Brain complexity: learning new tasks (Introduction)

by dhw, Thursday, December 07, 2017, 13:20 (103 days ago) @ David Turell

DAVID: …the current human brain is an end point, which fits with my belief that it was/is God’s purpose to produce.
dhw: If the human brain is an end point, so are the duckbilled platypus, the skull-shrinking shrew and the whale.
DAVID: Very likely evolution is over is not an unlikely possibility.

You and I will never know. But I was merely indicating that “end point” does not mean “purpose”. The rest of your post is mainly devoted to your insistence that only after your God had enlarged the brain and skull were hominins, hominids and homos capable of thinking up new concepts and implementing them. You reminded me earlier of your dualistic belief that the brain is NOT the source of ideas, but clearly I am supposed to ignore the obvious contradiction when you say: “Only a larger more complex cortex can think of new more complex concepts.”

I am also supposed to ignore the contradictions I highlighted in my last post and which you have left out altogether in your responses. These simply repeat your belief that your God expanded the brain before it produced and implemented the new concepts, as if the repetition somehow removed the contradictions. Here once again is the section you have chosen not to respond to:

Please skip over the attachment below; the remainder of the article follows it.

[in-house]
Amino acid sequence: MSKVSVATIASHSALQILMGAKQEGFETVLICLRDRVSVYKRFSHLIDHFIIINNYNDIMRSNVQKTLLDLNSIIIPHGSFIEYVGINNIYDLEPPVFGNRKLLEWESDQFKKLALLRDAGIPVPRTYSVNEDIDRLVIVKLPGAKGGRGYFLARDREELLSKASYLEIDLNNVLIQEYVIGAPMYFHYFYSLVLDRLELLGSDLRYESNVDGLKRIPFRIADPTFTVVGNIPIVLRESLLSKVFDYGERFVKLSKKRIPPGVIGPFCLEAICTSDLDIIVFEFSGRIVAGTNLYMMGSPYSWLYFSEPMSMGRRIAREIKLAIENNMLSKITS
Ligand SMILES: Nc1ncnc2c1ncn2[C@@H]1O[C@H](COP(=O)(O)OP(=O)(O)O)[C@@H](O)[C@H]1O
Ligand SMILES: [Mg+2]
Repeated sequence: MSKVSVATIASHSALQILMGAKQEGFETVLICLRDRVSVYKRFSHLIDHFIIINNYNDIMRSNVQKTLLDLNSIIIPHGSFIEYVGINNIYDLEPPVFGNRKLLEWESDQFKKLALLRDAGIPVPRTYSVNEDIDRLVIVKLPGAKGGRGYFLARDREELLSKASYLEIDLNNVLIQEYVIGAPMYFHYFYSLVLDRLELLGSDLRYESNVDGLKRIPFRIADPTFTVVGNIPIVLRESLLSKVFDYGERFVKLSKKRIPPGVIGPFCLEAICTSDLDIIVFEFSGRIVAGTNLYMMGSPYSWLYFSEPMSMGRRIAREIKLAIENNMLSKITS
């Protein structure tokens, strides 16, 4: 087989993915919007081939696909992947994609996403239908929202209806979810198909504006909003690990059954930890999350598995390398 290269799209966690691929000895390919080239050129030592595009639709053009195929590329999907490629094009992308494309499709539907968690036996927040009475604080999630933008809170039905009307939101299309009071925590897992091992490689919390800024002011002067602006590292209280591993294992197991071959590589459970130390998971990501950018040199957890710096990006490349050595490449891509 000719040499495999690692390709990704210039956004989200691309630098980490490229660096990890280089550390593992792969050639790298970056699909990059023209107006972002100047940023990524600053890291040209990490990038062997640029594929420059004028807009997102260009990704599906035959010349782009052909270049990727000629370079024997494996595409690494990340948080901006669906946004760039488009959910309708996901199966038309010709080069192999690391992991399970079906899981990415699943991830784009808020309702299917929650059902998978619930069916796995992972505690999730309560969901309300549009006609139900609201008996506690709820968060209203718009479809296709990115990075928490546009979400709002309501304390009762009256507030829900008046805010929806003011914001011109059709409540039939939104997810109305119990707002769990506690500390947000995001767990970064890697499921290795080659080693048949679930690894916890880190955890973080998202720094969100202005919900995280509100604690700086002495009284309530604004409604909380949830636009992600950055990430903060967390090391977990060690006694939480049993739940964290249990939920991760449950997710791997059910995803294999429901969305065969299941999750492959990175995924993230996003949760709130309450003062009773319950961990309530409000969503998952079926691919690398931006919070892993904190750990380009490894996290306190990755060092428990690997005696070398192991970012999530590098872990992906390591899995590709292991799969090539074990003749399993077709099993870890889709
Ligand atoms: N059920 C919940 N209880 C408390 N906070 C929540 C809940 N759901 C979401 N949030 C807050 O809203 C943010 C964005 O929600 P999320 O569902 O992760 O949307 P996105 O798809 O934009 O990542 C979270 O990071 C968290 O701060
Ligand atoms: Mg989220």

DAVID: You do not seem to understand my theory, A small brain is limited in the concepts it can develop. Pre-habilis could not understand the concept of spear. It took a habilis-sized brain to have the concept and implement it, both occurring in the same brain, not a subsequent larger addition.

dhw: I do not understand a theory that contradicts itself. Let’s forget pre-habilis, since you begin with habilis: “If habilis has an idea for spears, the idea is immaterial. No brain change.” So small-brained habilis has the idea. “Once he learns to knapp flint, attach the stone point to a wooden rod, and then practices throwing it with accuracy, there is no question that the brain has enlarged with all the muscle movement and visual coordination involved.” It is therefore the implementation that enlarges the brain, and so from then on we have a post-habilis with a larger brain. (You went on: “But then the brain complexified and shrank” – skipping to Homo sapiens and the Indian readers, when the brain had stopped enlarging.) According to you and to me, the concept comes first, the implementation then enlarges the brain until we reach sapiens, when it can expand no further. You have described the process perfectly. (My bold)

Do you now wish to rescind all the above? If not, how do you square it with your insistence that your God had to enlarge the brain BEFORE the idea (which did not change the brain) and BEFORE the implementation (which enlarged the brain)? In other words, why must the brain be enlarged before it enlarges itself?

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